Written by BBC

Recently, the subjects of Ramses II were shocked to hear that the former heir to the throne, Prince Amun-her-khepeshef, was resurrected. After his death, the second in line to the throne, Prince Ramesses, was expected to succeed his father.

This resurrection has again shifted the line of succession, leaving many to wonder how legitimate this newly minted Amun even is.

The cause of death and resurrection is still up to debate. Chief of the Granaries Siese the Elder noted, “It worries me we haven’t talked about Crown Prince Amun coming back from the dead…” after at least 10 successive speeches failed to address the matter.

The main problem with this resurrection is not the legitimacy of the new(?) prince. Even if we assume he is legitimately the same prince as before, only no longer dead, it raises certain questions about how a primogeniture should function in cases of resurrection.

For example, are you “born again” when you are resurrected, or are you simply revived? Is the newly resuscitated prince considered to be born before or after his younger brother?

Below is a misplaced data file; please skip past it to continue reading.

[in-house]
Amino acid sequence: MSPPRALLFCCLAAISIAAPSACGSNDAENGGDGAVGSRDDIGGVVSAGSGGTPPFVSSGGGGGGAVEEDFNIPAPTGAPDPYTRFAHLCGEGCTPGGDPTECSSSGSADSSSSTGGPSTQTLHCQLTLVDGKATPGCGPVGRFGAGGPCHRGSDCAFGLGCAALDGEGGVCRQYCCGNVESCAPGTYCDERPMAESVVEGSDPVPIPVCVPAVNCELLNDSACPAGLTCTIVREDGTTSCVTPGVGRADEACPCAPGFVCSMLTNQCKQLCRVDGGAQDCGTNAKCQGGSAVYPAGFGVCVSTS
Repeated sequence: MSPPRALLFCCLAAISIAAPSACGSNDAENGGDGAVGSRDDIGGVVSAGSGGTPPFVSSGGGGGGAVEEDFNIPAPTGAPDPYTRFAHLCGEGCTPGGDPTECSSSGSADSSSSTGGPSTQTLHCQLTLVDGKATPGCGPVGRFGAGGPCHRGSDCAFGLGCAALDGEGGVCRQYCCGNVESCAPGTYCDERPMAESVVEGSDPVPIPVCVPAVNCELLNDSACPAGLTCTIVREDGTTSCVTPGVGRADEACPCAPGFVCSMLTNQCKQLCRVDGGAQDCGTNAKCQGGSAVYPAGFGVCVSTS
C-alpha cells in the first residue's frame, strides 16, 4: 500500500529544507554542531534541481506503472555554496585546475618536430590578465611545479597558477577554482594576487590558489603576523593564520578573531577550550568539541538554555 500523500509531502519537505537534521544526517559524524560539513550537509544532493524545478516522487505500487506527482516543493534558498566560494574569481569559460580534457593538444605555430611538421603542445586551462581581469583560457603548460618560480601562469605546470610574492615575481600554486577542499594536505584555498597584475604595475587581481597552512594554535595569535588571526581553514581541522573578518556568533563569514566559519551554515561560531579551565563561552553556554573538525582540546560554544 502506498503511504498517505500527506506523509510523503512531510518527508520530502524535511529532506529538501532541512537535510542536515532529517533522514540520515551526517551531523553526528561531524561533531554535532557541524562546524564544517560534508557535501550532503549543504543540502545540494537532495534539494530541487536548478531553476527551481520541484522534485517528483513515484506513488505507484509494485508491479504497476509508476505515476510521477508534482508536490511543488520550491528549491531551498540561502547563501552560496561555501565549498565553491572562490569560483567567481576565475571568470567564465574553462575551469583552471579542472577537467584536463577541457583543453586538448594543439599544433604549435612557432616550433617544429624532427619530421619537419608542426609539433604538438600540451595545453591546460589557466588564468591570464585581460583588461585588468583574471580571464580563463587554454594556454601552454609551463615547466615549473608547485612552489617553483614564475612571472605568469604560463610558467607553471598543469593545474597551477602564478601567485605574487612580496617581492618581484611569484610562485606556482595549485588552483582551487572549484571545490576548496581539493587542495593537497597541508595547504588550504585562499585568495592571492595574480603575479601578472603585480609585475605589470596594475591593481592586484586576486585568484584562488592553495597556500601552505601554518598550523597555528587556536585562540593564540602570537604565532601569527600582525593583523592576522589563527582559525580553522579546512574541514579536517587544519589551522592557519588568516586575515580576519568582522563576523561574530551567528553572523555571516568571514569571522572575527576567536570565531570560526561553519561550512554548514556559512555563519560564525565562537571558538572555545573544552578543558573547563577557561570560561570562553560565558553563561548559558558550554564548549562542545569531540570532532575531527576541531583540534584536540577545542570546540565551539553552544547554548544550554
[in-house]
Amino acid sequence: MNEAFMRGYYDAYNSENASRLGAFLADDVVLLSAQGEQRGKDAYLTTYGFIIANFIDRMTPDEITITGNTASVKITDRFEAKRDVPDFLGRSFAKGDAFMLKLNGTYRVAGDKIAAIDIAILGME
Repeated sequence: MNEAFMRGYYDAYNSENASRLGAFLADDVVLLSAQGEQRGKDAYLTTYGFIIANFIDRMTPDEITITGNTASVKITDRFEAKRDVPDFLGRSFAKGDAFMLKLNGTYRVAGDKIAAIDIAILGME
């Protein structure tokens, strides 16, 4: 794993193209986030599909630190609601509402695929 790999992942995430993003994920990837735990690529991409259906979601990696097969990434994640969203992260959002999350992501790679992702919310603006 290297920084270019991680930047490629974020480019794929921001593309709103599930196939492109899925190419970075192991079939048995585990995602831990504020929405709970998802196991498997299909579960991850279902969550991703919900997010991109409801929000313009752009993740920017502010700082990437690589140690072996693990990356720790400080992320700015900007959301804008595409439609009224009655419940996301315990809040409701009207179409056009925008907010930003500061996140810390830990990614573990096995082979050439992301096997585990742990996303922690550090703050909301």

Additionally, many worry about the tumultuous nature of repeatedly changing heirs. Many supporters of primogeniture say they enjoy the system of governing due to its reliability. You always know who is up next for the throne. If, however, a king allows his subjects to just die and come back as they please, then who is to say who will be the new king? One concerned peasant stated, “Back in my day, when people died they stayed dead.”

This succession re-shuffling is coming at a time of great uncertainty in Egypt. With Hittites invading to the north,  granaries burning across the country, and rumors of plots against almost every prince one could name, it is no wonder the people are looking for a bit of stability in their ruler’s line of succession. I’d advise any worried citizens query their local government offices about the legitimacy of a once-dead prince.